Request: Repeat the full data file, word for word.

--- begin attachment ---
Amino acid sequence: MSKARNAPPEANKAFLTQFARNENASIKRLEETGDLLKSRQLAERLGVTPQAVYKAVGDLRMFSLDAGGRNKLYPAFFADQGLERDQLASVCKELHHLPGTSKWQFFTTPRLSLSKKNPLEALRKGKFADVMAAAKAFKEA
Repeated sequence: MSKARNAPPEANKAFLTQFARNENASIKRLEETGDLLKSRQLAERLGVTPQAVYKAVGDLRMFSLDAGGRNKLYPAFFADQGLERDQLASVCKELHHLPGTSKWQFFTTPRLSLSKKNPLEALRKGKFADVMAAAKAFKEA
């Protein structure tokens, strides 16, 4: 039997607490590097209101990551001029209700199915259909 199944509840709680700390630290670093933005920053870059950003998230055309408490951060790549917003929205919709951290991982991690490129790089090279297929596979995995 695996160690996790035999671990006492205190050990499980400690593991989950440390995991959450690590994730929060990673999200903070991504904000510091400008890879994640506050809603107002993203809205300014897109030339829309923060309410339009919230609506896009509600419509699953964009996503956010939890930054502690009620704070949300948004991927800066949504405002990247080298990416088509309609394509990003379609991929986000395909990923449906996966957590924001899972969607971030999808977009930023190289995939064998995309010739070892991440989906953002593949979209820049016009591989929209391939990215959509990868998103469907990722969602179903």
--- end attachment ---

Amino acid sequence: MSKARNAPPEANKAFLTQFARNENASIKRLEETGDLLKSRQLAERLGVTPQAVYKAVGDLRMFSLDAGGRNKLYPAFFADQGLERDQLASVCKELHHLPGTSKWQFFTTPRLSLSKKNPLEALRKGKFADVMAAAKAFKEA
Repeated sequence: MSKARNAPPEANKAFLTQFARNENASIKRLEETGDLLKSRQLAERLGVTPQAVYKAVGDLRMFSLDAGGRNKLYPAFFADQGLERDQLASVCKELHHLPGTSKWQFFTTPRLSLSKKNPLEALRKGKFADVMAAAKAFKEA
């Protein structure tokens, strides 16, 4: 039997607490590097209101990551001029209700199915259909 199944509840709680700390630290670093933005920053870059950003998230055309408490951060790549917003929205919709951290991982991690490129790089090279297929596979995995 695996160690996790035999671990006492205190050990499980400690593991989950440390995991959450690590994730929060990673999200903070991504904000510091400008890879994640506050809603107002993203809205300014897109030339829309923060309410339009919230609506896009509600419509699953964009996503956010939890930054502690009620704070949300948004991927800066949504405002990247080298990416088509309609394509990003379609991929986000395909990923449906996966957590924001899972969607971030999808977009930023190289995939064998995309010739070892991440989906953002593949979209820049016009591989929209391939990215959509990868998103469907990722969602179903």